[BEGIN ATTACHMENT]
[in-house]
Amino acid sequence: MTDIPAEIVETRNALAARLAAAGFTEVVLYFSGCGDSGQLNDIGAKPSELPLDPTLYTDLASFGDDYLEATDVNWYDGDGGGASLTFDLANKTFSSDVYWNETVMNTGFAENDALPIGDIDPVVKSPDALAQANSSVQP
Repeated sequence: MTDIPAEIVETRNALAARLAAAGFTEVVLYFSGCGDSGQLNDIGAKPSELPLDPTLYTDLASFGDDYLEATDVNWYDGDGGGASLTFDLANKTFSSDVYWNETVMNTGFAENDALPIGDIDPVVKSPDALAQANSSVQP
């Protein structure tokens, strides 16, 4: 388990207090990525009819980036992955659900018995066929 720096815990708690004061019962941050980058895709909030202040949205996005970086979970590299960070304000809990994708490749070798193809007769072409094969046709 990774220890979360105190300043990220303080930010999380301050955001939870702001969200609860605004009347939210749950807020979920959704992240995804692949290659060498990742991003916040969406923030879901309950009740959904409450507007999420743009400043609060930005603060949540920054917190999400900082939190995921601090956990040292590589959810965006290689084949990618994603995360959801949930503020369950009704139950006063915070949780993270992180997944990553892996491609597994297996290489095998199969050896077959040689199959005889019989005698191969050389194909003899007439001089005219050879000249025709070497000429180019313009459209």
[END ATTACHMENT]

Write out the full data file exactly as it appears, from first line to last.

[in-house]
Amino acid sequence: MTDIPAEIVETRNALAARLAAAGFTEVVLYFSGCGDSGQLNDIGAKPSELPLDPTLYTDLASFGDDYLEATDVNWYDGDGGGASLTFDLANKTFSSDVYWNETVMNTGFAENDALPIGDIDPVVKSPDALAQANSSVQP
Repeated sequence: MTDIPAEIVETRNALAARLAAAGFTEVVLYFSGCGDSGQLNDIGAKPSELPLDPTLYTDLASFGDDYLEATDVNWYDGDGGGASLTFDLANKTFSSDVYWNETVMNTGFAENDALPIGDIDPVVKSPDALAQANSSVQP
């Protein structure tokens, strides 16, 4: 388990207090990525009819980036992955659900018995066929 720096815990708690004061019962941050980058895709909030202040949205996005970086979970590299960070304000809990994708490749070798193809007769072409094969046709 990774220890979360105190300043990220303080930010999380301050955001939870702001969200609860605004009347939210749950807020979920959704992240995804692949290659060498990742991003916040969406923030879901309950009740959904409450507007999420743009400043609060930005603060949540920054917190999400900082939190995921601090956990040292590589959810965006290689084949990618994603995360959801949930503020369950009704139950006063915070949780993270992180997944990553892996491609597994297996290489095998199969050896077959040689199959005889019989005698191969050389194909003899007439001089005219050879000249025709070497000429180019313009459209």